On the pasuk (Bereishis 47:29), “And (Yaakov) called for his son for Yosef … ” the midrash comments, “Why didn’t he call for Reuven or Yehuda; Reuven was the firstborn and Yehuda was the king? Rather, Yaakov called for Yosef, because it was in the hands of Yosef to execute Yaakov’s request to be buried in Mearas HaMachpela. Therefore, “And he called for his son, for Yosef,” and also because Yosef was famous and prestigious (literally “because the hour belonged to Yosef”).
As the Zera Shimshon asks, the wording in the midrash seems repetitious. The midrash opens with the pasuk, “And Yaakov called for his son, for Yosef … ” Why did Yaakov call for Yosef, instead of Reuven or Yehudah? The midrash answers that it was because he had the ability to carry out Yaakov’s request. Seemingly, the midrash should have ended there; since the midrash asked a question and gave an answer. Why, then, did the midrash continue and re-quote the opening pasuk: “Therefore, ‘And he called for his son, for Yosef?’”
Another question the Zera Shimshon has is: Why did the midrash give two reasons; he had the ability to carry out the request and because he was famous and prestigious?
The Zera Shimshon explains that there are two reasons someone is appointed to an important position. One reason is that he can “get the job done.” There is nothing special about him — only that he can do the job better than anyone else. The second reason is in order to honor him. Even if there was someone else also qualified for the position, he still got the position because — for some reason — he deserved the honor.
According to this, the Zera Shimshon explains that the question of the midrash was:
Why did Yaakov choose Yosef to supervise his burial? Since this occurred at the end of Yaakov’s life, to appoint Yosef to take care of his burial seems to indicate that he was honoring him and making him the head of the family. The midrash was bothered as to why Yaakov wanted to make Yosef the head of the family over Reuven — who was still the firstborn — and Yehuda, who was destined to be the king.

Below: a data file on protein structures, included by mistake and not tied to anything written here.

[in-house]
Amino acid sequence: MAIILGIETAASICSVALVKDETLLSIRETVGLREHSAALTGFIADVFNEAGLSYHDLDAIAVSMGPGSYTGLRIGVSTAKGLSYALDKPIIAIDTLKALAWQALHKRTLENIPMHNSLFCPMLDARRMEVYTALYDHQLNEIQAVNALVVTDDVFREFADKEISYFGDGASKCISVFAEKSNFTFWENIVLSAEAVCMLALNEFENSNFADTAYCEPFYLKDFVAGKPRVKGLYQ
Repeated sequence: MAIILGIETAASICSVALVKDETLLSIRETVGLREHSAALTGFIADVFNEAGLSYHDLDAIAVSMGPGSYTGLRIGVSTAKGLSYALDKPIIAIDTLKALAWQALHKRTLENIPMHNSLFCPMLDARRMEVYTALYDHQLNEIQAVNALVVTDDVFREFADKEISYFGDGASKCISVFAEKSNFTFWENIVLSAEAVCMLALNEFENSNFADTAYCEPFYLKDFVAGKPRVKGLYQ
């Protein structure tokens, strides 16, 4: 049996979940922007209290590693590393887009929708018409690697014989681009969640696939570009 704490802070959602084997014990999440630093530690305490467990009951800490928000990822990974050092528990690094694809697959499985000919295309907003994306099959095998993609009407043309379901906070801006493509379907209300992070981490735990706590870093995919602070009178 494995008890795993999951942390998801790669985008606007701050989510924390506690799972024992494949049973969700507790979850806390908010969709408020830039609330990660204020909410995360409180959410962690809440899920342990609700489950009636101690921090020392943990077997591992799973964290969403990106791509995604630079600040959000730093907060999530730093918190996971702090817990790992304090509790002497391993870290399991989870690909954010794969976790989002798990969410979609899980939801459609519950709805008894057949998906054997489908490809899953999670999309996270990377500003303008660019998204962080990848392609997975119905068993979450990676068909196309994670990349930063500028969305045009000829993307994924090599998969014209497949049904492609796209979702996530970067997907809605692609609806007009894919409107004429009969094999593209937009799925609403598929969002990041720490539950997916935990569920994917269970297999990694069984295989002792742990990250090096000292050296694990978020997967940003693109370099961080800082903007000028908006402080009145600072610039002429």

The midrash answers that Yaakov didn’t appoint Yosef for this task to honor him, or because there was something wrong with the brothers. Rather, Yaakov chose Yosef for this task, because he was the only brother who had the ability to carry out his desire to be buried in Eretz Yisroel, in Mearas HaMachpela.
On the other hand, if Yaakov would have appointed Reuven or Yehuda, it would imply that Yaakov wanted to honor these two, and he didn’t want the other brothers to have anything to do with his burial.
The midrash re-quotes the pasuk at the end, to prove this point. There seems to be a problem with the wording of this pasuk. Why didn’t it just write, “And Yaakov called for Yosef...” without the words “for his son” preceding “for Yosef?” We already know that Yosef was his son!
The answer is that the pasuk is teaching us that Yaakov didn’t call Yosef to honor him because there was something special about him. Rather, Yaakov called for “his son,” who was just like all of his sons. If there would have been a different son who would have been able to bring him to Eretz Yisroel, then he would have called him. Yosef was chosen only because he was the only one who was able to make sure that Yaakov would not remain in Mitzrayim, and be buried in Mearas HaMachpela.
What still has to be explained is, if the only reason Yaakov chose Yosef to bury him was because he had the ability to carry out the request the pasuk should have written: “He called for his son, Yosef,” in one phrase, which would imply that — in essence — Yosef was “just another son.” However, in truth, it is written in two phrases: (1) He called for his son, (2) for Yosef. What is the reason for this?
The Zera Shimshon explains that the pasuk is split up into two phrases, because Yaakov saw with ruach hakodesh that Yosef was the one who would deal with his burial, with the full agreement of the brothers. The reason they gave up this merit so easily was not to honor Yosef — but to honor Yaakov — like we find that all of Mitzrayim came to pay their final respect to Yaakov. This was — most probably — only because of the high position of Yosef. Therefore, the pasuk is split into two phrases — “to his son, to Yosef” — which implies that the brothers agreed to and were pleased with this arrangement, and this also explains why the midrash adds the second reason “that he was successful and prestigious.”